Progress on Hey Hey, My My

The first item that showed me the magic of blocking was a lace baby blanket I made back in 2007. Blocking, for those of you unfamiliar with the term, is washing a hand-knitted (or, I suppose, crocheted) item so as to affect its final shape. It often involves stretching the item as it dries to help smooth out uneven stitches and get cleaner, neater lines. It seems to have the greatest impact when used with lace, which opens up dramatically when blocked, as it did with the baby blanket. It should be noted that blocking only works with natural fibres–synthetic fibres like acrylic cannot be persuaded to change their shape in the way that protein and cellulose can.

I’m really, really hoping blocking will do something magical for my current project. Maybe it’s due to the cotton yarn (which I rarely knit with), but its current resemblance to a mashed Yoda mask is not encouraging. Hard to see in this photo–but I promise are there–are a lot of uneven stockinette stitches. Can’t even blame it on drunken knitting, but there you go.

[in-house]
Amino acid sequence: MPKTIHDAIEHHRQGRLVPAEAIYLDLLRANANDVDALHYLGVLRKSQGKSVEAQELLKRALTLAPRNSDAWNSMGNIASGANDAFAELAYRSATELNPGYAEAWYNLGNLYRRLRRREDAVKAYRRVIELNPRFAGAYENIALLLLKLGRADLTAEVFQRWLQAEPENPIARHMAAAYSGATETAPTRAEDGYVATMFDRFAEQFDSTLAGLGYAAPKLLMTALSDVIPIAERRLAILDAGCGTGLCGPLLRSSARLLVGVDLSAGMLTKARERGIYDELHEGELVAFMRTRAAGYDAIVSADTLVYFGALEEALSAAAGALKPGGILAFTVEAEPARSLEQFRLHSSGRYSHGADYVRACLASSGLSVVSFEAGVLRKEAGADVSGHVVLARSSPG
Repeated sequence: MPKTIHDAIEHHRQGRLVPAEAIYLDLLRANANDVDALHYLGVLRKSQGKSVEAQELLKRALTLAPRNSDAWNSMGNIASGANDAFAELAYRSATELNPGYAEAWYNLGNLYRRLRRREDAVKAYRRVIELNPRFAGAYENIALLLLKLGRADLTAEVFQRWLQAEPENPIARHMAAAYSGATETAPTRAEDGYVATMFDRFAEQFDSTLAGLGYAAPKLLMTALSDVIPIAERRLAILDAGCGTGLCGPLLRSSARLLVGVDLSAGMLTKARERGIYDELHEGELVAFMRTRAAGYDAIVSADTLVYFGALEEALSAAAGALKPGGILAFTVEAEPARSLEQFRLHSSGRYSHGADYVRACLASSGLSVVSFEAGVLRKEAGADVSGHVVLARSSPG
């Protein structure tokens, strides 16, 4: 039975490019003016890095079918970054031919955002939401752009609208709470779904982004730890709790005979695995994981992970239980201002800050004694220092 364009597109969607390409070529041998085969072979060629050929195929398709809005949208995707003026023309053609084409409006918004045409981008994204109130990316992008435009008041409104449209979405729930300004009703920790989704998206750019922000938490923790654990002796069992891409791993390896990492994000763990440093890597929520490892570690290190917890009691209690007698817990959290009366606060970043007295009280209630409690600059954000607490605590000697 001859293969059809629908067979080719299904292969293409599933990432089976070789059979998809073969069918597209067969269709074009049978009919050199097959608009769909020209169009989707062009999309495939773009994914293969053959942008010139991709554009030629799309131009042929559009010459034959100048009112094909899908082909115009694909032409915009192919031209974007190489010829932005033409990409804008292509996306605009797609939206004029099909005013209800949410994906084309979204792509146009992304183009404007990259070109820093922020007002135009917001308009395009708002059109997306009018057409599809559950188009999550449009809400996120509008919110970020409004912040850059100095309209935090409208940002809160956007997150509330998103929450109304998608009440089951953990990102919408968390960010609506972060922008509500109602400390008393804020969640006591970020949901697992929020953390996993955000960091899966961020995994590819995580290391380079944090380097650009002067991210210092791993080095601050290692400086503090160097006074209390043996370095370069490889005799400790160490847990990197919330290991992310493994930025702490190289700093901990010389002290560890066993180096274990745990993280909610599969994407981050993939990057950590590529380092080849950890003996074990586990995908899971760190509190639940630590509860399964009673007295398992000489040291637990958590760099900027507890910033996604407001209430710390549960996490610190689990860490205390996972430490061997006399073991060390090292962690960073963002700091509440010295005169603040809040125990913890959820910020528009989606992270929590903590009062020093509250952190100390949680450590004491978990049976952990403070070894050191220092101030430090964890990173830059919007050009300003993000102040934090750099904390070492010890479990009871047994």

I’m sure blocking will help open up the blackberry stitch yoke, too. Now that I’m done with that part it’s actually coming along rather quickly–I might need to have another project ready for my trip to Montreal. Which will be something much less tedious and requiring very little attention to detail (see the aforementioned drunken knitting).

So, for those of you who work with cotton more than I do: can I expect blocking to even out my stitches in this cotton yarn?

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One Response to Progress on Hey Hey, My My

  1. Michelle says:

    In my (admittedly newbie) experience so far, the first run through the washing machine makes a massive difference to cotton. I’d do that and then pin out, rather than just wetting it by hand and then pinning.

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